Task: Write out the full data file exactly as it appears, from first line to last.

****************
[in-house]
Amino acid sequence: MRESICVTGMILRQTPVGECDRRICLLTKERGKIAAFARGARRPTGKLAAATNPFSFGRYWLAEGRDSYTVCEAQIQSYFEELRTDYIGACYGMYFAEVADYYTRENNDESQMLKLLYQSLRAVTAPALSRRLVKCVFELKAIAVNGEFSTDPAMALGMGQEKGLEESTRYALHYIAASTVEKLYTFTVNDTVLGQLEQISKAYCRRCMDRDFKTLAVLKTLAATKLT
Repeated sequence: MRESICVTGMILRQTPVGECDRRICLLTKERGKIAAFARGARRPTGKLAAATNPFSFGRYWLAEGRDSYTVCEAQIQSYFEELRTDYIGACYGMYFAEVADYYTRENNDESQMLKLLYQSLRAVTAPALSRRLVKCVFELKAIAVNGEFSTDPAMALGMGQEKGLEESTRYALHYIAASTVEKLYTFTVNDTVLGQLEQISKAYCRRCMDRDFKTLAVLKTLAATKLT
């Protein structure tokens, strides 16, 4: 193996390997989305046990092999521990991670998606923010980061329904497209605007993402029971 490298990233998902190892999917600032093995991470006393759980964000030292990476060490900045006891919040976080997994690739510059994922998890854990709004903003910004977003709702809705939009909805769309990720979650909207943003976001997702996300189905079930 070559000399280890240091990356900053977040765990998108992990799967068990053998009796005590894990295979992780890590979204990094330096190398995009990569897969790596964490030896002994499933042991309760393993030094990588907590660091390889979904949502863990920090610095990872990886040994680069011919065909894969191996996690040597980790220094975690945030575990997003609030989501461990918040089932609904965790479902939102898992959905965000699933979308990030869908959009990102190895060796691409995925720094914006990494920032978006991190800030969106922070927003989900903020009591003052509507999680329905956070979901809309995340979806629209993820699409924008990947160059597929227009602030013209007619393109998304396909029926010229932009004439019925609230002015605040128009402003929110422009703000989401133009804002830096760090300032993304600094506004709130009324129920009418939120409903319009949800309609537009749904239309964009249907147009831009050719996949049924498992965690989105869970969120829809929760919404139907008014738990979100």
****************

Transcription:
[in-house]
Amino acid sequence: MRESICVTGMILRQTPVGECDRRICLLTKERGKIAAFARGARRPTGKLAAATNPFSFGRYWLAEGRDSYTVCEAQIQSYFEELRTDYIGACYGMYFAEVADYYTRENNDESQMLKLLYQSLRAVTAPALSRRLVKCVFELKAIAVNGEFSTDPAMALGMGQEKGLEESTRYALHYIAASTVEKLYTFTVNDTVLGQLEQISKAYCRRCMDRDFKTLAVLKTLAATKLT
Repeated sequence: MRESICVTGMILRQTPVGECDRRICLLTKERGKIAAFARGARRPTGKLAAATNPFSFGRYWLAEGRDSYTVCEAQIQSYFEELRTDYIGACYGMYFAEVADYYTRENNDESQMLKLLYQSLRAVTAPALSRRLVKCVFELKAIAVNGEFSTDPAMALGMGQEKGLEESTRYALHYIAASTVEKLYTFTVNDTVLGQLEQISKAYCRRCMDRDFKTLAVLKTLAATKLT
């Protein structure tokens, strides 16, 4: 193996390997989305046990092999521990991670998606923010980061329904497209605007993402029971 490298990233998902190892999917600032093995991470006393759980964000030292990476060490900045006891919040976080997994690739510059994922998890854990709004903003910004977003709702809705939009909805769309990720979650909207943003976001997702996300189905079930 070559000399280890240091990356900053977040765990998108992990799967068990053998009796005590894990295979992780890590979204990094330096190398995009990569897969790596964490030896002994499933042991309760393993030094990588907590660091390889979904949502863990920090610095990872990886040994680069011919065909894969191996996690040597980790220094975690945030575990997003609030989501461990918040089932609904965790479902939102898992959905965000699933979308990030869908959009990102190895060796691409995925720094914006990494920032978006991190800030969106922070927003989900903020009591003052509507999680329905956070979901809309995340979806629209993820699409924008990947160059597929227009602030013209007619393109998304396909029926010229932009004439019925609230002015605040128009402003929110422009703000989401133009804002830096760090300032993304600094506004709130009324129920009418939120409903319009949800309609537009749904239309964009249907147009831009050719996949049924498992965690989105869970969120829809929760919404139907008014738990979100």